Gosseyn felt a moment of grim satisfaction when Daley confirmed his suspicions. Gosseyn was not insane. Daley said, “The memory records in your brain are a sympathetic resonance phenomenon. The record in your mind was created in another mind. Imagine a brain in a completely in a passive state, so that another brain of the exact same electro-molecular composition could transmit thoughts to you below the level of your conscious awareness.”

Daley did not need to say it, for they both knew Gosseyn’s secondary brain was kept in an artificially passive state, for just the purpose of picking up energy signals from the surrounding universe.

Daley said cautiously: “ I see that you enjoy an exceptional level of Null-A training.”

Gosseyn understood. Daley meant that his well-trained primary brain was able to cleanse itself of the external impulses at a preverbal level, automatically. Gosseyn’s second cortex, which was not used for abstract thought, not a seat of awareness, could have no such training, no immunity.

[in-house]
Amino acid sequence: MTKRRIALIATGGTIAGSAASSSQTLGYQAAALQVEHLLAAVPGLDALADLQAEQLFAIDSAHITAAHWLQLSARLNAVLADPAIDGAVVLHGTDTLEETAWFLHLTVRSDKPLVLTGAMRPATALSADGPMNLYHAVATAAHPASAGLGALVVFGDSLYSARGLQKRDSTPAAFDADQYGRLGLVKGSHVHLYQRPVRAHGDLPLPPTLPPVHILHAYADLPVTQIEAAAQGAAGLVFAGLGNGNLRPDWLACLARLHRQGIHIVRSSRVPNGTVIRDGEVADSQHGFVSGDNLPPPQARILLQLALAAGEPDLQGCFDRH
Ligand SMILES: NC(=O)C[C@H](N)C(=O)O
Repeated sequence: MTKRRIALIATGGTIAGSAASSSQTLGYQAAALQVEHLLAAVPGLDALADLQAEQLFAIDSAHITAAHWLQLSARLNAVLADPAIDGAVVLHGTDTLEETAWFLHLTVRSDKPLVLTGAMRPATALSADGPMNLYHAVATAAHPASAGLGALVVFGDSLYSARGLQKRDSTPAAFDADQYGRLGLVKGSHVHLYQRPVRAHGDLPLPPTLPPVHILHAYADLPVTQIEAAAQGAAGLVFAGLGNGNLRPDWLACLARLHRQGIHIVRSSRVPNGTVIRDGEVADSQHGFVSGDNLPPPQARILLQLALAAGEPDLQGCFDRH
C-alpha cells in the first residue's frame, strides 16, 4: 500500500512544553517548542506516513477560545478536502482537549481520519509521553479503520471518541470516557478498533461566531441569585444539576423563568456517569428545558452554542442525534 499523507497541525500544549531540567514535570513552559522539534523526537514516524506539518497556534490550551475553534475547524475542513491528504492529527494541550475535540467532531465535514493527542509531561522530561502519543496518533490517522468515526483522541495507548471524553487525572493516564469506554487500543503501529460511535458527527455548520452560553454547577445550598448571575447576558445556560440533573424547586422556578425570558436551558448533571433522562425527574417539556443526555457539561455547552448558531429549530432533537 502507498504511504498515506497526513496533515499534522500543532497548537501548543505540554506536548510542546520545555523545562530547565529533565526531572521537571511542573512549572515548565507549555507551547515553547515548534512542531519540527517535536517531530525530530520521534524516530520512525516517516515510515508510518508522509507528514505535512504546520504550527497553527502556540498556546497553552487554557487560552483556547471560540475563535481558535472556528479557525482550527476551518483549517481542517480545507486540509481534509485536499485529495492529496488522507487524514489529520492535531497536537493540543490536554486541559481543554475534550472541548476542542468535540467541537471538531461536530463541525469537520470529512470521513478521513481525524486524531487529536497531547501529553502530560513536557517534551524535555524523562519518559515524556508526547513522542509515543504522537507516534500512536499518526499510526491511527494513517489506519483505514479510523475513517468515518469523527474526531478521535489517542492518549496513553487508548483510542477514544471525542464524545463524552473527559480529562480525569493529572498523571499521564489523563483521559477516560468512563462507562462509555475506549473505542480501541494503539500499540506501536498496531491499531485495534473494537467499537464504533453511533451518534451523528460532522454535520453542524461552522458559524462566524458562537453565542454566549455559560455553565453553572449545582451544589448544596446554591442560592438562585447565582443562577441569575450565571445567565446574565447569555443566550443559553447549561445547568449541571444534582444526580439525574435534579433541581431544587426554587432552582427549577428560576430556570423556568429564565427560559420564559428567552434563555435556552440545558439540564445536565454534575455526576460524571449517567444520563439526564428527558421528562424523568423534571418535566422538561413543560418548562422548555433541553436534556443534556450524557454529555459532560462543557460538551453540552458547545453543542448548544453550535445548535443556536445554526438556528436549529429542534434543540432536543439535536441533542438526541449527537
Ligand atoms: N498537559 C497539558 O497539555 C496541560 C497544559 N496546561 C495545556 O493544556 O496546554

Gosseyn spoke without rising from the bed. “Is it possible to suffer pain without damage?”

“If the pain signals were false, originating in another nervous system, and transmitted to yours.”

Gosseyn had come to the same conclusion. His system of immortality depended on the law of nature that created a subatomic confusion, an uncertainty of location, between two identical brains. But—how could the signal reach from the Shadow Galaxy to this one? Had Gosseyn Three returned in secret? And when did Gosseyn Three go insane? To the best of his knowledge, there were no other cellular-duplicates of the Gosseyn/Lavoisseur body line still alive, anywhere.

Awake bodies, that is. Was it possible that the accident which woke his “twin” Gosseyn Three prematurely had been repeated? The body would be young: the growth tanks had not had time to mature any clones beyond the biological equivalent of seventeen. Normally Gosseyn and his twin Gosseyn Three would have been immediately aware of the thoughts of another duplicate: unless the thought-signals were particularly weak.